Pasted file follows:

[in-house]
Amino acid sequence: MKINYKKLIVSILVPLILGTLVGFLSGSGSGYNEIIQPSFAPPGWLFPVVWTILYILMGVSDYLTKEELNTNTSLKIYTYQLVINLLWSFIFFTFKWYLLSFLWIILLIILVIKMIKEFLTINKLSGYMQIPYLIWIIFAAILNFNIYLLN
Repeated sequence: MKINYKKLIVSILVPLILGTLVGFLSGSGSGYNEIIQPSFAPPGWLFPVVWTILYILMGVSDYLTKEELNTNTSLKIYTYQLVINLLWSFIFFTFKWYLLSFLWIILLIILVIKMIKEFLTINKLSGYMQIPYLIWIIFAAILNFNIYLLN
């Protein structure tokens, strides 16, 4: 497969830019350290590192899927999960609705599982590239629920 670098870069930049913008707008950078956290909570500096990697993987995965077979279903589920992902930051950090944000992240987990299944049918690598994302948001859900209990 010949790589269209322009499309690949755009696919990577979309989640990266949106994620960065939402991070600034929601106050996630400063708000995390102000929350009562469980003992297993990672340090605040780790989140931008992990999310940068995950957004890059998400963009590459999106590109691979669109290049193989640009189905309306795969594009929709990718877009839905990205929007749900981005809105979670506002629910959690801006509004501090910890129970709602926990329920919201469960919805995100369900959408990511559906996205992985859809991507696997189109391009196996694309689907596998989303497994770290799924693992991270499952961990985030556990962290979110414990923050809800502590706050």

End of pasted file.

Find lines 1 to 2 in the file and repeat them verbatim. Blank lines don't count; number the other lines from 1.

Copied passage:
[in-house]
Amino acid sequence: MKINYKKLIVSILVPLILGTLVGFLSGSGSGYNEIIQPSFAPPGWLFPVVWTILYILMGVSDYLTKEELNTNTSLKIYTYQLVINLLWSFIFFTFKWYLLSFLWIILLIILVIKMIKEFLTINKLSGYMQIPYLIWIIFAAILNFNIYLLN